Three members of the SEIU international executive committee found Rosselli's decision to speak out impermissible. "Just as we expect members of our local unions to unite behind a common strategy after there has been a full debate," they wrote, "and a majority has reached a democratic decision, we as leaders must do the same." There it is. Once a "democratic decision" is reached everyone, members and leaders, must swallow their opinions, keep quiet, and toe the line. We discuss, we decide, we unite, you shut up, we remain a fighting force. If you open your mouth against the line we discipline you. (How some might love to apply this principle to the Iraq War! The irony in this case is that, as they wrote, the SEIU was on the eve of an international convention to open in three months. If now is not the time for that democratic discussion, when?) [Regan et al to Rosselli 2/11/08]

That same tone now permeates life in the SEIU. In 2006, as the SEIU was about to run a membership referendum on creating those huge California megalocals, Stern turned the union into one advocacy monolith to guarantee a favorable outcome. He ordered, "All local unions, union officers, and assigned staff must fully cooperate in the implementation and transition process to assure that this decision is carried out in an orderly fashion... No union funds, resources or staff may be used to oppose, interfere or undermine in any way the IEB determination in this matter." (The referendum carried, but according to one report, only 16% of the membership voted.)

In the same spirit, applicants for appointment to the executive board of the new 45,000-member Local 521 had to sign an oath of loyalty to the union administration, including these assurances: "I will not ... engage in personal attacks on other members, staff, or leaders at unions meetings, in the press, or other literature, or venues". Once a decision has been made, I will support that decision to members and others... I will not ... take ... legal action against the union for actions they take in their legal role as leaders as long as I remain a member of this appointed board or committee." Come weal, come woe; high or low, no one can remain in any official union position and ever ever act against any misdeeds by other officials.

Here then is how the labor movement would operate if the system being implanted by Stern could take root and flourish: A policy is adopted, say at the international convention, the union's highest constitutional authority --- for the sake of argument we make the generous assumption that it has been a "democratic" decision. Then for the next five years until the next convention (four years for the SEIU) every union institution and representative, must fall in line. No criticism permitted: every hired staff employee, every elected officer in every local and in the international, every steward appointed or elected, every editor and PR spokesperson, every executive board member of every local must propagate the vaunted "democratic" decision. None can oppose it or publicly express misgivings on pain of swift dismissal. Stern envisions a monolithic disciplined army of thousands, all spouting the politically correct official line. After five years, during which everyone sang the same notes in harmony, comes the next convention; and at last, presumably, democracy's brief moment has arrived.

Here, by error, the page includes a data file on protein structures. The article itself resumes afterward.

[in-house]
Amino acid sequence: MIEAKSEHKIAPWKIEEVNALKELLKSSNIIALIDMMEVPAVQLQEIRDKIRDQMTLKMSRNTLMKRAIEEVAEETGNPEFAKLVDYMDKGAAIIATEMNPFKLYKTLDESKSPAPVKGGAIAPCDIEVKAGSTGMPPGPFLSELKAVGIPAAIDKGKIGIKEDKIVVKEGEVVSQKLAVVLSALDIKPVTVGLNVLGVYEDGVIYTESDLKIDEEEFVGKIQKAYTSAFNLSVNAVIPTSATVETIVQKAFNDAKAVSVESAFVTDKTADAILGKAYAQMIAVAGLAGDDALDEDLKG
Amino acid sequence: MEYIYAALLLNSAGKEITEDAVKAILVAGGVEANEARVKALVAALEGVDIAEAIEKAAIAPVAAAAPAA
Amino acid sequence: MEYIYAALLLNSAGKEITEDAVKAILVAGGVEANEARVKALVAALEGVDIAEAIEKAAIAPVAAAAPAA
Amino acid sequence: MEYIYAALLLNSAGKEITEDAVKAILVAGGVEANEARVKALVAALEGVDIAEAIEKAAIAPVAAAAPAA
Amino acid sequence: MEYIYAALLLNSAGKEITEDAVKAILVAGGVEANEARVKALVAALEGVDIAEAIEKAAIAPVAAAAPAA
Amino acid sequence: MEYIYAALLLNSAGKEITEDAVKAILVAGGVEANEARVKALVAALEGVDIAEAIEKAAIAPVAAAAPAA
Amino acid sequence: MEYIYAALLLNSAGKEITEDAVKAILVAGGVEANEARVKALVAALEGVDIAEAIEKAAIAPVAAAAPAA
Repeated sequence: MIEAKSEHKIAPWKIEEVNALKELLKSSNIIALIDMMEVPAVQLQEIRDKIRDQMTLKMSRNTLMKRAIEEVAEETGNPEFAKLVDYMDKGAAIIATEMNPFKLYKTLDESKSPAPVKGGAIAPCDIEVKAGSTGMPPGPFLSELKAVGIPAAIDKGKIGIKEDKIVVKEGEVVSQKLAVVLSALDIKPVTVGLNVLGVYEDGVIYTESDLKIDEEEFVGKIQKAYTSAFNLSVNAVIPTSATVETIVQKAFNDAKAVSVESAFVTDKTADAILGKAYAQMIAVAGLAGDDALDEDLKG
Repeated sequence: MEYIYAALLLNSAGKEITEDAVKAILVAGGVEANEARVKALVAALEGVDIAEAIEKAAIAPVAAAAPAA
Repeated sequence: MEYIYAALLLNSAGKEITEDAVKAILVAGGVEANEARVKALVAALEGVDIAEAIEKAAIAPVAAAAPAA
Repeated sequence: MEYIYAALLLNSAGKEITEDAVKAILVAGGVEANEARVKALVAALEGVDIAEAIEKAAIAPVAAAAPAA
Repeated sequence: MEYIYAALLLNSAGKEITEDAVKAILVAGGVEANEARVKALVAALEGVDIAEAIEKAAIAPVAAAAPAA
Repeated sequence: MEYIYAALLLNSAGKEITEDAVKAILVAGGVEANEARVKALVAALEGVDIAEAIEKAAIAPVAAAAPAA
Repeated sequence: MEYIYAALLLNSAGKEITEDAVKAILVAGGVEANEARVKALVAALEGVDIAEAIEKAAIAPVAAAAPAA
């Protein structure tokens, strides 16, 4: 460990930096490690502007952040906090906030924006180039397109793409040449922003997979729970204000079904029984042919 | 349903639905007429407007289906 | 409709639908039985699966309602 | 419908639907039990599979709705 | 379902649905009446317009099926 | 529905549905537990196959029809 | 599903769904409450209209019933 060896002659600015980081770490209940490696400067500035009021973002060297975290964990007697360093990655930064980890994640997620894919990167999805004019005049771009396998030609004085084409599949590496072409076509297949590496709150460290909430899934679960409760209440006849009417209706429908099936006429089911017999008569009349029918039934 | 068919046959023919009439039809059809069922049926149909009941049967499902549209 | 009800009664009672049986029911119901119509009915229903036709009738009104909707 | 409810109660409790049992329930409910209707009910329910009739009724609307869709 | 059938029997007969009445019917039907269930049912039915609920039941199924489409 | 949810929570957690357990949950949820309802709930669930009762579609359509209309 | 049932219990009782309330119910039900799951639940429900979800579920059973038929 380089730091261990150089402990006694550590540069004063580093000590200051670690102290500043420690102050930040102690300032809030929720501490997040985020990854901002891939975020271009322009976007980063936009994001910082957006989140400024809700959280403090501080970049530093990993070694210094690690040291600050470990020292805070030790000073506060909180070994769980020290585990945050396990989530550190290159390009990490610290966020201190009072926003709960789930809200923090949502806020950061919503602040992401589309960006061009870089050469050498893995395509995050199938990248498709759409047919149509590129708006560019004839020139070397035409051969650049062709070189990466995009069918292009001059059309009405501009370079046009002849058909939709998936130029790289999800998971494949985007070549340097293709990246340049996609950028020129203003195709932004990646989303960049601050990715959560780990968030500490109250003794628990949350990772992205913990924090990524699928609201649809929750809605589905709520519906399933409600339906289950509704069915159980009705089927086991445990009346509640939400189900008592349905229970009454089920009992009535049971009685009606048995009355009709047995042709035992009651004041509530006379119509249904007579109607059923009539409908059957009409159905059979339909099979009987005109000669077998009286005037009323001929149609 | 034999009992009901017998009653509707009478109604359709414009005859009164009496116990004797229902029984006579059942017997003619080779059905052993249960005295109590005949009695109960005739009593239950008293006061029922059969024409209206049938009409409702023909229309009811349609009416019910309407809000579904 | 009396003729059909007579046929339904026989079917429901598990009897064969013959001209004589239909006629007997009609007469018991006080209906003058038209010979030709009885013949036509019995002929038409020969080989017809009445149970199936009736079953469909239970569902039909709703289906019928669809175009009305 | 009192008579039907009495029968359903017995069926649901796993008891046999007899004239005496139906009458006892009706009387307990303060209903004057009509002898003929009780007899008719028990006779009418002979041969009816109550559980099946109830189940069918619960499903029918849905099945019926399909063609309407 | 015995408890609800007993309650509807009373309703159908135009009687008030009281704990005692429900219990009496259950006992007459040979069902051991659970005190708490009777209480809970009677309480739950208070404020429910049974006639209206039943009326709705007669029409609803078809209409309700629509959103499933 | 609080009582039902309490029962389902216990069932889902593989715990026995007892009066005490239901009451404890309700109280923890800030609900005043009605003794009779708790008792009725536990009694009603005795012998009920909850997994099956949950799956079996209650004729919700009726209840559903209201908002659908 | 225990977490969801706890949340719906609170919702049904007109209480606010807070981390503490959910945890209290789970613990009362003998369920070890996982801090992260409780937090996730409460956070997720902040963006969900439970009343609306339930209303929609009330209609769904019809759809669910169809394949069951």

Proceedings at the convention, as always, are carefully manipulated by the administration. Under the Stern regimen, those in power will already have been safely protected against criticism for the previous five years. If, at the convention, venturesome critics are unusually resilient, if they are not demoralized by five years of deadly uniformity, if they are lucky enough to get the floor and keep it before the question is called, they might get five minutes in the sun, maybe even seven or ten. Then it is all over. The delegates, people who knew how to stay on top during those five silent years, adopt the new official policy. The period for "democratic" debate is over. Time to unite and fight and bite your tongue. Five new silent years loom.

But is this bureaucrat's dream likely to come alive? Perhaps in part, but never in full panoply. By now, websites and the Internet afford too many ways for members and officers alike to evade the proscriptions on democracy. Federal law offers some protection for civil liberties for members in their unions. Stern will never have full scope for the fulfillment of his dream; nevertheless, as we see in California, federal law and the union constitution still provide ample means for chilling dissent.

More resources on Change to Win and SEIU:
See Benson's Union Democracy Blog for several articles
Healthcare leader raps Stern; quits SEIU board
SEIU rearranges 600,000 into mega locals
Debate on Union Democracy and Change to Win
If you can't woo 'em, sue 'em! An ingenious twist in punishing dissent in the SEIU
SEIU's Unite to Win blog reviewed.
Local 509 asks questions about democracy in the SEIU
New Unity Partnership:Sweeney Critics would bureaucratize to organize.
Service Employees: Mass. merger in Local 888.
Benson's Union Democracy blog.
Student Labor Activists support union democracy.
Articles on the Labor Notes site on NUP from various sources.
See UDR articles on the Carpenters (UBCJA) for case studies in merger and bureaucratization.
Several articles on the New Unity Partnership are available on the BC Carpenters website.
Find articles on the consolidation of power in the Carpenters union on the main UDR page.
An exchange on union democracy between Herman Benson and Steve Fraser, on the website (click on Fraser's name for a link to his article)